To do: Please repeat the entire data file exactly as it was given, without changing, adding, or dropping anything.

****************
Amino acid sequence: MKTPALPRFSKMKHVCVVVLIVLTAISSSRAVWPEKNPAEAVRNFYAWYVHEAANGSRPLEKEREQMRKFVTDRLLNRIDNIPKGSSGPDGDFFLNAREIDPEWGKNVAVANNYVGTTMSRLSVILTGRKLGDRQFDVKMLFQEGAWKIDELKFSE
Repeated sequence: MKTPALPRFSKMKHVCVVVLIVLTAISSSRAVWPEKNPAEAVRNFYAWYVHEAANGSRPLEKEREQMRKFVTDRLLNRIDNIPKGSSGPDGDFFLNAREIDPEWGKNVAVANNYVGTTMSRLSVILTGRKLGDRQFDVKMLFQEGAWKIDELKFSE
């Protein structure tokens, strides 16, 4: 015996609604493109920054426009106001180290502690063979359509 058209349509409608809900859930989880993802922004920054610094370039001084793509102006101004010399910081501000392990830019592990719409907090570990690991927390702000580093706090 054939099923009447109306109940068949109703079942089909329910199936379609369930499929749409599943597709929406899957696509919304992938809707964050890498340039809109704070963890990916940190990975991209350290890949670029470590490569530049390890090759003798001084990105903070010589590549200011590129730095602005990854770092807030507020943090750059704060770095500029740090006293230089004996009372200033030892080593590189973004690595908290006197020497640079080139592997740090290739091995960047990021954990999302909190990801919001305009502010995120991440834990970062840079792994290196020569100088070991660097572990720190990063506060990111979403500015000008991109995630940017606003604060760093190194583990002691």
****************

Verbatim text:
Amino acid sequence: MKTPALPRFSKMKHVCVVVLIVLTAISSSRAVWPEKNPAEAVRNFYAWYVHEAANGSRPLEKEREQMRKFVTDRLLNRIDNIPKGSSGPDGDFFLNAREIDPEWGKNVAVANNYVGTTMSRLSVILTGRKLGDRQFDVKMLFQEGAWKIDELKFSE
Repeated sequence: MKTPALPRFSKMKHVCVVVLIVLTAISSSRAVWPEKNPAEAVRNFYAWYVHEAANGSRPLEKEREQMRKFVTDRLLNRIDNIPKGSSGPDGDFFLNAREIDPEWGKNVAVANNYVGTTMSRLSVILTGRKLGDRQFDVKMLFQEGAWKIDELKFSE
């Protein structure tokens, strides 16, 4: 015996609604493109920054426009106001180290502690063979359509 058209349509409608809900859930989880993802922004920054610094370039001084793509102006101004010399910081501000392990830019592990719409907090570990690991927390702000580093706090 054939099923009447109306109940068949109703079942089909329910199936379609369930499929749409599943597709929406899957696509919304992938809707964050890498340039809109704070963890990916940190990975991209350290890949670029470590490569530049390890090759003798001084990105903070010589590549200011590129730095602005990854770092807030507020943090750059704060770095500029740090006293230089004996009372200033030892080593590189973004690595908290006197020497640079080139592997740090290739091995960047990021954990999302909190990801919001305009502010995120991440834990970062840079792994290196020569100088070991660097572990720190990063506060990111979403500015000008991109995630940017606003604060760093190194583990002691």